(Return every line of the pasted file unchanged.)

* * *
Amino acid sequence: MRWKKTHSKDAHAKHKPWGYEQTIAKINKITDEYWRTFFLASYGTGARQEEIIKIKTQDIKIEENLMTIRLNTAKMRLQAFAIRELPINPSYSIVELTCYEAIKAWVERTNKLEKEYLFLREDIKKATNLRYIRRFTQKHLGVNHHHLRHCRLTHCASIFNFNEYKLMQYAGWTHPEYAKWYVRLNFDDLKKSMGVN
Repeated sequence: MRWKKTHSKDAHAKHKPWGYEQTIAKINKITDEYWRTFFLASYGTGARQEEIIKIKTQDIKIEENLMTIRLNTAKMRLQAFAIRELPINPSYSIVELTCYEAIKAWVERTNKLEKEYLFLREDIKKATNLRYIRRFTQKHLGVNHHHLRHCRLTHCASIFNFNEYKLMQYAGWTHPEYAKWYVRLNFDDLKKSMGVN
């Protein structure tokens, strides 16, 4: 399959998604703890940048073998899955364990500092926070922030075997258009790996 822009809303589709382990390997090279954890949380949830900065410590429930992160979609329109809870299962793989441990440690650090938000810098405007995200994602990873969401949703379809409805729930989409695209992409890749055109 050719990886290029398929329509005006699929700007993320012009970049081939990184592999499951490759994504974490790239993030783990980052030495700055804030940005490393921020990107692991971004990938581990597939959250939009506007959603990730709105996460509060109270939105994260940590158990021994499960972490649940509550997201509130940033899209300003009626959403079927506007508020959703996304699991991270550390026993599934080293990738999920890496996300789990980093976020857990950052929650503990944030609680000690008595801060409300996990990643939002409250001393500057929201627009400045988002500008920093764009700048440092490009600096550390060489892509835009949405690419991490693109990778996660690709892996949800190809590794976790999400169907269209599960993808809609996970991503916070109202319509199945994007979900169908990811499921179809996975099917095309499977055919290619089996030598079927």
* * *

Amino acid sequence: MRWKKTHSKDAHAKHKPWGYEQTIAKINKITDEYWRTFFLASYGTGARQEEIIKIKTQDIKIEENLMTIRLNTAKMRLQAFAIRELPINPSYSIVELTCYEAIKAWVERTNKLEKEYLFLREDIKKATNLRYIRRFTQKHLGVNHHHLRHCRLTHCASIFNFNEYKLMQYAGWTHPEYAKWYVRLNFDDLKKSMGVN
Repeated sequence: MRWKKTHSKDAHAKHKPWGYEQTIAKINKITDEYWRTFFLASYGTGARQEEIIKIKTQDIKIEENLMTIRLNTAKMRLQAFAIRELPINPSYSIVELTCYEAIKAWVERTNKLEKEYLFLREDIKKATNLRYIRRFTQKHLGVNHHHLRHCRLTHCASIFNFNEYKLMQYAGWTHPEYAKWYVRLNFDDLKKSMGVN
């Protein structure tokens, strides 16, 4: 399959998604703890940048073998899955364990500092926070922030075997258009790996 822009809303589709382990390997090279954890949380949830900065410590429930992160979609329109809870299962793989441990440690650090938000810098405007995200994602990873969401949703379809409805729930989409695209992409890749055109 050719990886290029398929329509005006699929700007993320012009970049081939990184592999499951490759994504974490790239993030783990980052030495700055804030940005490393921020990107692991971004990938581990597939959250939009506007959603990730709105996460509060109270939105994260940590158990021994499960972490649940509550997201509130940033899209300003009626959403079927506007508020959703996304699991991270550390026993599934080293990738999920890496996300789990980093976020857990950052929650503990944030609680000690008595801060409300996990990643939002409250001393500057929201627009400045988002500008920093764009700048440092490009600096550390060489892509835009949405690419991490693109990778996660690709892996949800190809590794976790999400169907269209599960993808809609996970991503916070109202319509199945994007979900169908990811499921179809996975099917095309499977055919290619089996030598079927």